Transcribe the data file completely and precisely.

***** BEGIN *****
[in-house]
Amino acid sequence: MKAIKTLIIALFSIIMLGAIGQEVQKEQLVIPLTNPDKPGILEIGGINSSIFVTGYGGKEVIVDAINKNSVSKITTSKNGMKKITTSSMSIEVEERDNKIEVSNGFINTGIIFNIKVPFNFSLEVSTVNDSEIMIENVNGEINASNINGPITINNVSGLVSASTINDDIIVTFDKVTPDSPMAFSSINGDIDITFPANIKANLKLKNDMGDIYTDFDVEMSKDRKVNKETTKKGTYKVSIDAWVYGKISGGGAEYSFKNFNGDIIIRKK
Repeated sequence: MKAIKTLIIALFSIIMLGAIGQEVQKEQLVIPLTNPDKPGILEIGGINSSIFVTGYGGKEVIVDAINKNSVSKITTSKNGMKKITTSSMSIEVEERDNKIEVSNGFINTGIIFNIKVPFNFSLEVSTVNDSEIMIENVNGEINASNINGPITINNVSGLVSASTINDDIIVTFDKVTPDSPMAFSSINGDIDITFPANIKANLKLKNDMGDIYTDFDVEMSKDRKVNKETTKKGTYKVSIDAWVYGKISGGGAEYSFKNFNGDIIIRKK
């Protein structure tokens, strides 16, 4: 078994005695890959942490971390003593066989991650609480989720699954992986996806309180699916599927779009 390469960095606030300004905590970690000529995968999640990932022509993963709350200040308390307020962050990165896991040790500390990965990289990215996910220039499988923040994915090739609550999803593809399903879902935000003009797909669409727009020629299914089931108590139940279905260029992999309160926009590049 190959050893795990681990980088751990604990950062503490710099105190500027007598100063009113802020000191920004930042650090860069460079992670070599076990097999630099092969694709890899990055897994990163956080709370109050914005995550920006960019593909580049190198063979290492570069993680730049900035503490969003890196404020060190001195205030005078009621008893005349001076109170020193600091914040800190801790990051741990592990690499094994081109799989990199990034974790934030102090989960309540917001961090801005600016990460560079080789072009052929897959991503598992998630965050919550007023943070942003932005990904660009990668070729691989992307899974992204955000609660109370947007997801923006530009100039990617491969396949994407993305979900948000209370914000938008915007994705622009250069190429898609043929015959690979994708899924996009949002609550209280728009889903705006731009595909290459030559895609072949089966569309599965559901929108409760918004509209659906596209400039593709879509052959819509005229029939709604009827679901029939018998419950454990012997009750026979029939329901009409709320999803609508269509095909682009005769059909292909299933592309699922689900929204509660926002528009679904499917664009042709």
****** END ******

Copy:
[in-house]
Amino acid sequence: MKAIKTLIIALFSIIMLGAIGQEVQKEQLVIPLTNPDKPGILEIGGINSSIFVTGYGGKEVIVDAINKNSVSKITTSKNGMKKITTSSMSIEVEERDNKIEVSNGFINTGIIFNIKVPFNFSLEVSTVNDSEIMIENVNGEINASNINGPITINNVSGLVSASTINDDIIVTFDKVTPDSPMAFSSINGDIDITFPANIKANLKLKNDMGDIYTDFDVEMSKDRKVNKETTKKGTYKVSIDAWVYGKISGGGAEYSFKNFNGDIIIRKK
Repeated sequence: MKAIKTLIIALFSIIMLGAIGQEVQKEQLVIPLTNPDKPGILEIGGINSSIFVTGYGGKEVIVDAINKNSVSKITTSKNGMKKITTSSMSIEVEERDNKIEVSNGFINTGIIFNIKVPFNFSLEVSTVNDSEIMIENVNGEINASNINGPITINNVSGLVSASTINDDIIVTFDKVTPDSPMAFSSINGDIDITFPANIKANLKLKNDMGDIYTDFDVEMSKDRKVNKETTKKGTYKVSIDAWVYGKISGGGAEYSFKNFNGDIIIRKK
């Protein structure tokens, strides 16, 4: 078994005695890959942490971390003593066989991650609480989720699954992986996806309180699916599927779009 390469960095606030300004905590970690000529995968999640990932022509993963709350200040308390307020962050990165896991040790500390990965990289990215996910220039499988923040994915090739609550999803593809399903879902935000003009797909669409727009020629299914089931108590139940279905260029992999309160926009590049 190959050893795990681990980088751990604990950062503490710099105190500027007598100063009113802020000191920004930042650090860069460079992670070599076990097999630099092969694709890899990055897994990163956080709370109050914005995550920006960019593909580049190198063979290492570069993680730049900035503490969003890196404020060190001195205030005078009621008893005349001076109170020193600091914040800190801790990051741990592990690499094994081109799989990199990034974790934030102090989960309540917001961090801005600016990460560079080789072009052929897959991503598992998630965050919550007023943070942003932005990904660009990668070729691989992307899974992204955000609660109370947007997801923006530009100039990617491969396949994407993305979900948000209370914000938008915007994705622009250069190429898609043929015959690979994708899924996009949002609550209280728009889903705006731009595909290459030559895609072949089966569309599965559901929108409760918004509209659906596209400039593709879509052959819509005229029939709604009827679901029939018998419950454990012997009750026979029939329901009409709320999803609508269509095909682009005769059909292909299933592309699922689900929204509660926002528009679904499917664009042709």